Pablo comes up with the innovative idea of a water delivery machine, one that leads to better results while needing less labor and hardship. Pablo’s method has less discomfort. Thus, Bruno hits Pablo’s “laziness.” He will most likely say, “Pablo does not know how to sacrifice! My pain in carrying the water makes me better than him!” But clearly, Bruno’s way, is backward, produces poor results, and is not really a sacrifice. Pablo’s way needed work as well, but the smart kind of work. One that fulfills the concept of efficiency.
Being poor is a Sacrifice
Perhaps one of the greatest misconceptions about sacrifice is that being poor is sacrifice. Bad religion may have played a part: they’ve misread the beatitude as, “blessed are the poor, for theirs is the kingdom of heaven.” So they think being poor means having moral high ground. But they should complete the verse: “Blessed are the poor in spirit, for theirs is the kingdom of heaven.” A misread verse leads to a mistaken belief.
But even if the reading is “blessed are the poor,” being blessed doesn’t mean having moral high ground or holiness. It means there should be some special consideration for them considering their disadvantaged position – though it does not necessarily mean dole-outs. This would be an abuse if “poor” meant dole-outs. That after all in the purpose of poverty porn.
The culture of sacrifice also contributes to the culture of mediocrity. Some Filipinos believe that being intellectual or rich lacks sacrifice, and thus is evil. So they say that being simple-minded is “holy” and is a better way to being happy. Of course, this has been used to demonize intellectuals and true elite. The “sacrifice” concept has also been used to encourage tastelessness. And it helps keep people poor because the things that would have really improved their lives have become demonized.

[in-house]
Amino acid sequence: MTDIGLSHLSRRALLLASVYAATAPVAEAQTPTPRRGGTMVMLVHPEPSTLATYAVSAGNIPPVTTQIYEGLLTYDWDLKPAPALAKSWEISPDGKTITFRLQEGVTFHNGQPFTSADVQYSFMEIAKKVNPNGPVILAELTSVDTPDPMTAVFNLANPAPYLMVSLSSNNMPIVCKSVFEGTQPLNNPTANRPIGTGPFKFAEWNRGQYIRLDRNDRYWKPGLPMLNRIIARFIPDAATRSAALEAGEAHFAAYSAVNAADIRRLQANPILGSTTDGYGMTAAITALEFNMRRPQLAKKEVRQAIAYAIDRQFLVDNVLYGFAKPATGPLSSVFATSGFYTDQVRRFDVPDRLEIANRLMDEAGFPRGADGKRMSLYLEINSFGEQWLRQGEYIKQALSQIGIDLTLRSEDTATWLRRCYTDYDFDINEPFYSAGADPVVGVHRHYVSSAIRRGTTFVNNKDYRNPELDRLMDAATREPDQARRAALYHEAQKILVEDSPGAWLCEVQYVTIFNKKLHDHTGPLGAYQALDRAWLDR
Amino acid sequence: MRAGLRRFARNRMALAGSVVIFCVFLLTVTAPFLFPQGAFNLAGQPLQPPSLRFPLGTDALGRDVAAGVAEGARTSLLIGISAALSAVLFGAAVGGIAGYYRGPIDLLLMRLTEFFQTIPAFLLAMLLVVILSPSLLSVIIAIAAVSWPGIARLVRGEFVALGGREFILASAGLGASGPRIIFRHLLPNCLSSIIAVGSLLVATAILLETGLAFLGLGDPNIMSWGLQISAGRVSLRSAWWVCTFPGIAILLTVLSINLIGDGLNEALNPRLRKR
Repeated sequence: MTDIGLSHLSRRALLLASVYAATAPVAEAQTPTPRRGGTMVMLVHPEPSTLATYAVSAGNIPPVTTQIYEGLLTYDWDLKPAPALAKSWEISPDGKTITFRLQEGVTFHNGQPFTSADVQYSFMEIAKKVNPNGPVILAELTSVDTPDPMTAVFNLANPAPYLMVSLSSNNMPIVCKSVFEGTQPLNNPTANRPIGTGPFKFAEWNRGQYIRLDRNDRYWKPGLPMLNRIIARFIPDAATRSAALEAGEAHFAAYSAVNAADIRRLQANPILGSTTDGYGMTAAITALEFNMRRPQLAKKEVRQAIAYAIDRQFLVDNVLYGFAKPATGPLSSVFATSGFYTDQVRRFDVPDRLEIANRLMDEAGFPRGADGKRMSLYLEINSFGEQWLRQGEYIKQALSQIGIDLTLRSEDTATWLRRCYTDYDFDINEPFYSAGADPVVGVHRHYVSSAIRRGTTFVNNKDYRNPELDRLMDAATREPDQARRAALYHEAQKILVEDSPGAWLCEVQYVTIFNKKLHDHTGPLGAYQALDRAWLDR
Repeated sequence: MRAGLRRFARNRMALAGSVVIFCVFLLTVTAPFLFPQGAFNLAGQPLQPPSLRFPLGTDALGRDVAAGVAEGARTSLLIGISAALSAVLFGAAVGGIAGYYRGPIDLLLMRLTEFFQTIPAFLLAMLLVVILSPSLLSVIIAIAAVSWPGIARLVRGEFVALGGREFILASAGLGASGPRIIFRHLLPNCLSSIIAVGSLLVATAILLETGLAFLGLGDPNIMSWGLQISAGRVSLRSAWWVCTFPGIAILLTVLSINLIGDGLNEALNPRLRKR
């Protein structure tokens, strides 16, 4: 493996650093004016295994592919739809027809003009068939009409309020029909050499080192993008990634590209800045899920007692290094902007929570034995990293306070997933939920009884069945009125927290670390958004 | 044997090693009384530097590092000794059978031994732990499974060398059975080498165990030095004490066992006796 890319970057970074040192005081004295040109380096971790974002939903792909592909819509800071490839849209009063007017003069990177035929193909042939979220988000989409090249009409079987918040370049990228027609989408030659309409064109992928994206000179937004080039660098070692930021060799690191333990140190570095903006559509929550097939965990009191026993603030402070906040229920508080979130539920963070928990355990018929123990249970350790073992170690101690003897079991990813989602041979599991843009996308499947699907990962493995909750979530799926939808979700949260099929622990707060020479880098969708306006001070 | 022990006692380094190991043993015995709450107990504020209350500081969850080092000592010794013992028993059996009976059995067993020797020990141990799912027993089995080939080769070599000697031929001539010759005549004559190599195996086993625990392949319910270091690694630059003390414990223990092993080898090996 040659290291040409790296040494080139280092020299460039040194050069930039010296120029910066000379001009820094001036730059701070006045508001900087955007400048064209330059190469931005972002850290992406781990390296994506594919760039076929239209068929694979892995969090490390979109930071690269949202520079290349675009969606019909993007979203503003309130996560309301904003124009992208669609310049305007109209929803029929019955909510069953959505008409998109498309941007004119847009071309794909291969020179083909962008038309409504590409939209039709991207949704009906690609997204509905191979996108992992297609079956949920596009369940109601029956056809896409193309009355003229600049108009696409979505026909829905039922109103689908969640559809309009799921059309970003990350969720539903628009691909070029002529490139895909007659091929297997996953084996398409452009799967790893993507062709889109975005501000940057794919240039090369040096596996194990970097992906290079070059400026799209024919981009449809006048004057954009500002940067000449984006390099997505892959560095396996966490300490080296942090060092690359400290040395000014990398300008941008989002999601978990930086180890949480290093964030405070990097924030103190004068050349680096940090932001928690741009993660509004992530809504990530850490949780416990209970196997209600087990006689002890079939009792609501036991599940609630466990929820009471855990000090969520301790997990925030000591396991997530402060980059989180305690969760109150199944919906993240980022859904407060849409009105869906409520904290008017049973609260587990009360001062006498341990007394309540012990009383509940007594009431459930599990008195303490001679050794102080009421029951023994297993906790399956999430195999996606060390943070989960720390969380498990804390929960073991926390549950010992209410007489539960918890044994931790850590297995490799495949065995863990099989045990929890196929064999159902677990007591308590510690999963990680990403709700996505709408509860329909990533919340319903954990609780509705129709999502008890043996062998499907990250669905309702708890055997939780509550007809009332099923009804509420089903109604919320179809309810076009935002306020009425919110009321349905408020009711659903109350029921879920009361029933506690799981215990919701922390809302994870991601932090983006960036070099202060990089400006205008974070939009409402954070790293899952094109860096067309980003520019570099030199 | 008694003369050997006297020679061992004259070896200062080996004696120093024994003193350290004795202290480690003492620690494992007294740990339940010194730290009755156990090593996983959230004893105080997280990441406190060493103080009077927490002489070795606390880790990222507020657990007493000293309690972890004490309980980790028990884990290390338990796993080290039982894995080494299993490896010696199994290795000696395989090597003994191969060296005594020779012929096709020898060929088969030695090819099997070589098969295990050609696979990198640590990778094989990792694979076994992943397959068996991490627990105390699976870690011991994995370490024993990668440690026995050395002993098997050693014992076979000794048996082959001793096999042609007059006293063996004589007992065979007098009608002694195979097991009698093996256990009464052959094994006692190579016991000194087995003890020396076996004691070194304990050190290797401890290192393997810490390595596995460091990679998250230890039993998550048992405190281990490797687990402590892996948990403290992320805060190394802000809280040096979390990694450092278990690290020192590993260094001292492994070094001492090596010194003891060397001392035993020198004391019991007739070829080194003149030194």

Getting hurt or debilitated as Pogi Points
The Filipino obsession with sacrifice seems to be done for the purpose of making oneself look good; mere “pogi-points.” In fact, many Filipinos may not mind being poor, debilitated or stupid, as long as they are “pogi” in the eyes (or even just the lips) of others. Sometimes, people do the wrong kind of “sacrifice.” For example, spend all their monthly salary on an iPhone, in order to look good. Di baling nagugutom, basta magandang damit/may borloloy, as they say. Filipinos seem to love hurting or burdening themselves because it makes them look more industrious, and thus more saintly. Instead of sacrifice as a means to a better life, sacrificing is done for showing off… and thus it is no longer sacrifice.
Also, I do not believe that getting rid of something you do not need is a sacrifice. You got rid of luxurious clothes you don’t really use; you disposed of your expensive smartphone for a plain and functional phone; or you sold your Mercedes and got a sub-compact car that saves more gas. These are good, but are not sacrifices. This is merely getting rid of unnecessary things and being more practical. It’s best not to confuse sacrifice with practicality – which more Filipinos ought to have.
Side Effects of Sacrifice Misconceptions
One side effect of the popular misconceptions of sacrifice is that Filipinos can be offended by someone who is comfortable or at least in better condition than themselves. Filipinos might be saying about others suffering less: “If you’re not suffering the way we do, you’re lazy.” As seen in the parable of the two friends, “Brunos” will demonize “Pablos” in our society. A Pablo may have only two children, while Bruno has eight, and yet they will get mad at the “Pablo.” And yet these Brunos may engage in jueteng in their local squatter community or subdivision where shabu is cooked. They may use their eight children as an excuse to ask for alms (likely from the Pablos), but nothing goes to the children.